Ronit Stahl (@ronitstahl) agreed:

And from there, ask questions like *Who* would be talking about this? Who would *write* about this? What *kinds* of documents/sources might include mention of this? *Where* might we find those sources? *How* do we think about/interpret silences?

More information about how to critically assess a search like this can be found by reading through Dr Frank’s twitter thread. Twitter can be an excellent tool for sharing resources and promoting discussion. This example is not only relevant because of the current news cycle but also because awareness of the importance of interrogating research methodologies rigorously is crucial if you are to publish well respected pieces of research.

Consider the bias in all your sources.

  • What power structures led to this work being published?
  • Who is speaking and why is their viewpoint important?
  • Who is missing from the conversation?
  • If there is a solitary viewpoint, why is this one in focus?

Librarians talk about bias quite often when discussing critical information skills with students and staff, because we want to be sure that the inferences you make from your source material are sound and fully considered. The Academic Support Librarian team have recently been working with one of our student interns to produce an online resource to help students to expand their searches and diversify their reading, due to be published this summer. We’ve also been crafting a toolbox to help our academic staff colleagues start conversations about including a wider range of resources in their core reading lists. Watch out for more news of both of these going live on the ASL blog.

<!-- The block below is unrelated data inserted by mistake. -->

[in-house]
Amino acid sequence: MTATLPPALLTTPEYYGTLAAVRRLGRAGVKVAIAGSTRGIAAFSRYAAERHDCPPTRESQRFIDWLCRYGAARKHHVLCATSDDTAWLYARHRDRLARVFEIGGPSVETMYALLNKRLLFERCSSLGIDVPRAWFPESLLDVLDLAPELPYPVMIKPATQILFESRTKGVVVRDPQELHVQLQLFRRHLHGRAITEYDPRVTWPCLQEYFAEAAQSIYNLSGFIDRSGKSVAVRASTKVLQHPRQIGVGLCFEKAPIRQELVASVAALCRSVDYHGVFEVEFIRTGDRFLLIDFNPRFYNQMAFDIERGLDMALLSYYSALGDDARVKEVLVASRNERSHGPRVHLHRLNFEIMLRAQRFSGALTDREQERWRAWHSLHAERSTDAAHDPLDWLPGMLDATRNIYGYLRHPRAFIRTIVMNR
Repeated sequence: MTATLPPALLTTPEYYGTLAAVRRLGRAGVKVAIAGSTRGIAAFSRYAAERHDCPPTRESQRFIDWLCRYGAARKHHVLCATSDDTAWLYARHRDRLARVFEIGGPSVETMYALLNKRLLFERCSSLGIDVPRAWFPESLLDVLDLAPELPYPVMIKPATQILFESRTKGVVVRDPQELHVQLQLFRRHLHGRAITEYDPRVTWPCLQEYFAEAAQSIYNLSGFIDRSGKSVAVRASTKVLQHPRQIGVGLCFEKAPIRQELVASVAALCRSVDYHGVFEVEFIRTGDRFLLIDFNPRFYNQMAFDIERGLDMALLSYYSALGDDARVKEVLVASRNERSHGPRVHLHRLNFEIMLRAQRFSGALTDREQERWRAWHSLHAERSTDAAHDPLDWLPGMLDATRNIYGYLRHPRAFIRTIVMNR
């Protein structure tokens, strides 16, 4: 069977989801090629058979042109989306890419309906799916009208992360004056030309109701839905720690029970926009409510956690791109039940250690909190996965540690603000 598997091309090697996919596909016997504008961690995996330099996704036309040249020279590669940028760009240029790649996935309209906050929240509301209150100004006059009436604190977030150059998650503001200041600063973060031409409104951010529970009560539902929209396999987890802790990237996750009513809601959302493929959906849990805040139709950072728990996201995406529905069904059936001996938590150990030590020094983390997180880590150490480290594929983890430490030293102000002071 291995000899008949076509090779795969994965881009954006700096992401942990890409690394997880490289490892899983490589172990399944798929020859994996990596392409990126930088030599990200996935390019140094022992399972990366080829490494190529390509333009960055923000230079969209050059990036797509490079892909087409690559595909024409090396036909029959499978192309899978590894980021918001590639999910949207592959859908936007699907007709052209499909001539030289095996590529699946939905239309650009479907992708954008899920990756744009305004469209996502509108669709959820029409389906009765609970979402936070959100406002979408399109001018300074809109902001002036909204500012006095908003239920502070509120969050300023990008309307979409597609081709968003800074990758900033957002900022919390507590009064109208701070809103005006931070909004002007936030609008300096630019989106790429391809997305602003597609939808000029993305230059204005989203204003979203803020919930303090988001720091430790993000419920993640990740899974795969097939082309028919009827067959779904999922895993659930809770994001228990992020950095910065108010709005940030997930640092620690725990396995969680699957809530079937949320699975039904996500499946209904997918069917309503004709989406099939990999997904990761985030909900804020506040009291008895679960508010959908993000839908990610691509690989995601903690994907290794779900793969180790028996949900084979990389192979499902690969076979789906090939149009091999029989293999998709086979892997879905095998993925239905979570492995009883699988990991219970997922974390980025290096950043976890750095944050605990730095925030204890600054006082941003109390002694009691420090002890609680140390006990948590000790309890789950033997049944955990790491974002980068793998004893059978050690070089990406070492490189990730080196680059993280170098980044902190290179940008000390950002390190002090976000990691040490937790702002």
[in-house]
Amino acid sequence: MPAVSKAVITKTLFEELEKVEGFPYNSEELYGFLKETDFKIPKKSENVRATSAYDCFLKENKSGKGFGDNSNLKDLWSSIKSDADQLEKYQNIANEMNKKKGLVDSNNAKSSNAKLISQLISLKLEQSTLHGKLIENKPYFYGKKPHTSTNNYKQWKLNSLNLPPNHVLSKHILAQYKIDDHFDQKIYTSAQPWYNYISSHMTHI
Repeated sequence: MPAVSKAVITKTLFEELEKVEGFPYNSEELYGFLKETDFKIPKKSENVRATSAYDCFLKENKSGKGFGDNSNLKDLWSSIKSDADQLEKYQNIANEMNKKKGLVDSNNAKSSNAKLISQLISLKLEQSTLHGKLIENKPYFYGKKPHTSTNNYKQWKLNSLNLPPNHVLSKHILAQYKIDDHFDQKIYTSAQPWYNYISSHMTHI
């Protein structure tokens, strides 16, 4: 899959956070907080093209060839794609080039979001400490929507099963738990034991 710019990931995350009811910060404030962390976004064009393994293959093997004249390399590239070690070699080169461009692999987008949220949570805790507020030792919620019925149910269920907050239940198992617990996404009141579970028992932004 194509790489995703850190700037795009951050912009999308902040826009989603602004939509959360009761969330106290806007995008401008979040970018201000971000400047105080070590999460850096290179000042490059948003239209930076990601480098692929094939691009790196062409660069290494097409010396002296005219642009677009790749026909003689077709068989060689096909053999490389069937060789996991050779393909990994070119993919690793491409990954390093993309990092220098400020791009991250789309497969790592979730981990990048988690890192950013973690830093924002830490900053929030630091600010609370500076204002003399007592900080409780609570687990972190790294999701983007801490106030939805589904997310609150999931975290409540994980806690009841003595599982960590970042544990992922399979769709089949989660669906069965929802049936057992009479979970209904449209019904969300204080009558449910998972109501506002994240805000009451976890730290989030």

In the mean time, if you’re struggling with your research and would like some advice on more robust search methodologies, you can contact the Law Librarians by email: law.librarian@ed.ac.uk, or any of our colleagues from the ASL team using the contact information on the ASL by subject area page. Although classes and exams are finished, we are around all summer so please contact us to make an appointment!

Roe v Wade, or how to find international resources

A scanned photo of the original black and white photograph taken by Lorie Shaull at the Supreme Court. Norma McCorvey, left, who was Jane Roe in the 1973 Roe v. Wade case, stands with her attorney, Gloria Allred, outside the Supreme Court in April 1989. They hold a circular sign that says 'Keep Abortion Legal'.

Norma McCorvey, left, who was Jane Roe in the 1973 Roe v. Wade case, with her attorney, Gloria Allred, outside the Supreme Court in April 1989, where the Court heard arguments in a case that could have overturned the Roe v. Wade decision. [Photo by Lorie Shaull, CC BY-SA 2.0 via Wikimedia Commons]

If you’ve been online over the past few days it is likely you’ll have heard about the leaked majority draft from SCOTUS (Supreme Court of the United States) which suggests that landmark case Roe v Wade may about to be overturned. This news comes from Politico, a political news company based in the USA.

If you are interested in the outcome of this draft, you may be interested in finding reputable sources for American legal information. Fortunately we have access to several.

In the UK the Act to amend and clarify the law relating to termination of pregnancy by registered medical practitioners came into force in 1967. It is referred to as The Abortion Act 1967, and the full text can be viewed on Westlaw.